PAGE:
Ask a JAG: Hiring your own attorney

By Capt. Matthew N. Karchaske
Judge Advocate, U.S. Army
Chief of Client Services at the Stuttgart Legal Center

Q:  I went to Legal Assistance last week, and they told me they can’t help me! They said my problem is “outside the scope,” and told me to hire an attorney on the economy. Can they do that?

A:  Yes. Yes we can. For a number of reasons, Army Regulations create limits on the type of representation we can provide – and on the types of cases we can assist with. Usually, this is due to the complexity (and time required) or the need for in-court representation.

But don’t worry, we have a few tips to help you make the best of a bad situation.

First, any attorney you hire works for you. Interview the person–interview a few. Make sure both you and the attorney understand what you expect out of the arrangement. Don’t feel pressured into hiring someone you don’t trust to do the job. And when you’ve learned not to trust them the hard way, don’t feel as though you need to continue to retain their services.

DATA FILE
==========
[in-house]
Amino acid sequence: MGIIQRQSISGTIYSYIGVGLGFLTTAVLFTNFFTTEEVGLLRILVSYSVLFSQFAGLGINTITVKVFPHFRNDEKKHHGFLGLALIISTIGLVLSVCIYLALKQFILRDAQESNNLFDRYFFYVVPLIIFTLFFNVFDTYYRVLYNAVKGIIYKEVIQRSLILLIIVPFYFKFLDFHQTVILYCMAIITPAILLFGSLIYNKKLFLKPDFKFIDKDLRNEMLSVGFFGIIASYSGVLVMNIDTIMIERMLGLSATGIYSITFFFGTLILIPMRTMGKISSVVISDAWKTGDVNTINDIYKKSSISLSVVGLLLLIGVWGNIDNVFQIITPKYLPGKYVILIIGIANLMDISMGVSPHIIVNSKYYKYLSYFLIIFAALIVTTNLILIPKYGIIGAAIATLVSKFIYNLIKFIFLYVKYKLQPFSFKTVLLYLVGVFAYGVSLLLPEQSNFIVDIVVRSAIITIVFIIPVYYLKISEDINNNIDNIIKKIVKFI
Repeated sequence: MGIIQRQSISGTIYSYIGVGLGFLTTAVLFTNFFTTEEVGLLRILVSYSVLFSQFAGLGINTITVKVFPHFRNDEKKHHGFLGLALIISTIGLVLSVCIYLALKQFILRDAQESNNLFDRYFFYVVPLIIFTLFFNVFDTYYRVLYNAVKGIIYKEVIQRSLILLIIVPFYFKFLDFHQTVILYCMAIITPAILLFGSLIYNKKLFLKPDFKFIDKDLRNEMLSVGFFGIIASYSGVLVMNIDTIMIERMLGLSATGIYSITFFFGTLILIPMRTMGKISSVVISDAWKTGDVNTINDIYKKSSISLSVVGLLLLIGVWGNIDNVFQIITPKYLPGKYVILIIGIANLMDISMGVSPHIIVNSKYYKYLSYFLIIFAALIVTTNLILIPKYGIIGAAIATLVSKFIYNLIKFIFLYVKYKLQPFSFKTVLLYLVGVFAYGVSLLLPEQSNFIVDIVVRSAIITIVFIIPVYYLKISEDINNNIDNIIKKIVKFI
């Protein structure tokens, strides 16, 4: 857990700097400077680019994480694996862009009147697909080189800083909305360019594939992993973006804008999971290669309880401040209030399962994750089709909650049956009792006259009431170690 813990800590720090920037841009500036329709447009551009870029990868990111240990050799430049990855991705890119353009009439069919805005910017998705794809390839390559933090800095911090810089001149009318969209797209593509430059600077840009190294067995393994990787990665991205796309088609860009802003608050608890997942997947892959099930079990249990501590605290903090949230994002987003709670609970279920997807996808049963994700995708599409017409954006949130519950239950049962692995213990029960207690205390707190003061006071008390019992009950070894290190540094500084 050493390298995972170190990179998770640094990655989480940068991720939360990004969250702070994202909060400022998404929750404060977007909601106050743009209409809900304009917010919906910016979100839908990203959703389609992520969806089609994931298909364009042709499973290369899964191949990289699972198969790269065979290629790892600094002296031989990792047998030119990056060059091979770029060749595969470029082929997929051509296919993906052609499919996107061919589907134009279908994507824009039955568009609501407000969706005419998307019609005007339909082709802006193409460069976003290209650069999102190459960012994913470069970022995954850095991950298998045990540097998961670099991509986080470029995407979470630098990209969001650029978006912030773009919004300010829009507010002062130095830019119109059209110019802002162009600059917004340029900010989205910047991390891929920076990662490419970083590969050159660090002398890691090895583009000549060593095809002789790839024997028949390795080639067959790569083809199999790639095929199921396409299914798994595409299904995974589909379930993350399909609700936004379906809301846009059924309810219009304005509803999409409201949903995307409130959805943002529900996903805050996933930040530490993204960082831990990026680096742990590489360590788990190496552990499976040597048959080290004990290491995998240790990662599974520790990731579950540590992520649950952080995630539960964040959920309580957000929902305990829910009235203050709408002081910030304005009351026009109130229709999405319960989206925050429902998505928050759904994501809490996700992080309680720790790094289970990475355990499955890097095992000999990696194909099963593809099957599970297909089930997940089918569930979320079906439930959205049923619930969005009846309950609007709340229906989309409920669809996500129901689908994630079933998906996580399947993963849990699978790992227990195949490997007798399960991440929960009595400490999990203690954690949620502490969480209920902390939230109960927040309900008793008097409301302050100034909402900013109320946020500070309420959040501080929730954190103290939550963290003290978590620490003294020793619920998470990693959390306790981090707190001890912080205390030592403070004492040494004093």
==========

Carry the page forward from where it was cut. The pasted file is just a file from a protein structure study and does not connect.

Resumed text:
Speaking of trust, lawyers, like most people (only worse) … require a degree of supervision.  The same cleverness and tenacity that make us such an asset in your conflict can turn around and bite you if you aren’t paying attention. Thus, before hiring an attorney, search their name on the internet, and check with their state licensing agency for a history of complaints or disciplinary action.

“Trust but verify?” asks John Matlock, senior U.S. Civilian Legal Assistance Attorney on Kelley Barracks. “More like, verify­­–a lot–and then maybe think about trusting.”

Matlock says that transparency between attorney and client is key to the relationship, even if you have to force a little of that transparency.

If you have additional questions about whether you’re hiring the right attorney for your needs, contact the Legal Assistance Office on Kelley Barracks at 421-4152 or 0711-7294152.